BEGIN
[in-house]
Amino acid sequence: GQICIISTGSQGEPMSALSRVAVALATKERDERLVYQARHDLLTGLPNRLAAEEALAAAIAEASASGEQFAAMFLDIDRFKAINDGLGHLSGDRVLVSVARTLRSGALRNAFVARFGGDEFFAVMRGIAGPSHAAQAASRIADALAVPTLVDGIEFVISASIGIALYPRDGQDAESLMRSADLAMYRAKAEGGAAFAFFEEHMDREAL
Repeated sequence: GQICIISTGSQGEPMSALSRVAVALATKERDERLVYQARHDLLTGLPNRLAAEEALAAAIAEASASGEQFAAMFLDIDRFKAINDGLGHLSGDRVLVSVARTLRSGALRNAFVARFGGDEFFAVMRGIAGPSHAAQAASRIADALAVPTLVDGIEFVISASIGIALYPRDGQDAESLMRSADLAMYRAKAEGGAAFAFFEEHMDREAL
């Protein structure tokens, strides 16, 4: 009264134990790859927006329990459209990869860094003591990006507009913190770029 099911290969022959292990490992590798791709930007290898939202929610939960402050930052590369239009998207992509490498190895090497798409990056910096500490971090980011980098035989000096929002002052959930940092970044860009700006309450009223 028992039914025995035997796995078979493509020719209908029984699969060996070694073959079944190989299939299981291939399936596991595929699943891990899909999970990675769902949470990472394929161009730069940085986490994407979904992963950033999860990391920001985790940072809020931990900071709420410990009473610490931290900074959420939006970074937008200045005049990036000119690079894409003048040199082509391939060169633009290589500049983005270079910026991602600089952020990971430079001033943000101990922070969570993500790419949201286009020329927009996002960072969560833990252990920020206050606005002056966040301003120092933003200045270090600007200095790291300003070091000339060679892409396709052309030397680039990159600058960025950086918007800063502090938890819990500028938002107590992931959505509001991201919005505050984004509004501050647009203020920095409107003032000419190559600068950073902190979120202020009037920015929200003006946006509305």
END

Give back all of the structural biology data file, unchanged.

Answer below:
[in-house]
Amino acid sequence: GQICIISTGSQGEPMSALSRVAVALATKERDERLVYQARHDLLTGLPNRLAAEEALAAAIAEASASGEQFAAMFLDIDRFKAINDGLGHLSGDRVLVSVARTLRSGALRNAFVARFGGDEFFAVMRGIAGPSHAAQAASRIADALAVPTLVDGIEFVISASIGIALYPRDGQDAESLMRSADLAMYRAKAEGGAAFAFFEEHMDREAL
Repeated sequence: GQICIISTGSQGEPMSALSRVAVALATKERDERLVYQARHDLLTGLPNRLAAEEALAAAIAEASASGEQFAAMFLDIDRFKAINDGLGHLSGDRVLVSVARTLRSGALRNAFVARFGGDEFFAVMRGIAGPSHAAQAASRIADALAVPTLVDGIEFVISASIGIALYPRDGQDAESLMRSADLAMYRAKAEGGAAFAFFEEHMDREAL
């Protein structure tokens, strides 16, 4: 009264134990790859927006329990459209990869860094003591990006507009913190770029 099911290969022959292990490992590798791709930007290898939202929610939960402050930052590369239009998207992509490498190895090497798409990056910096500490971090980011980098035989000096929002002052959930940092970044860009700006309450009223 028992039914025995035997796995078979493509020719209908029984699969060996070694073959079944190989299939299981291939399936596991595929699943891990899909999970990675769902949470990472394929161009730069940085986490994407979904992963950033999860990391920001985790940072809020931990900071709420410990009473610490931290900074959420939006970074937008200045005049990036000119690079894409003048040199082509391939060169633009290589500049983005270079910026991602600089952020990971430079001033943000101990922070969570993500790419949201286009020329927009996002960072969560833990252990920020206050606005002056966040301003120092933003200045270090600007200095790291300003070091000339060679892409396709052309030397680039990159600058960025950086918007800063502090938890819990500028938002107590992931959505509001991201919005505050984004509004501050647009203020920095409107003032000419190559600068950073902190979120202020009037920015929200003006946006509305």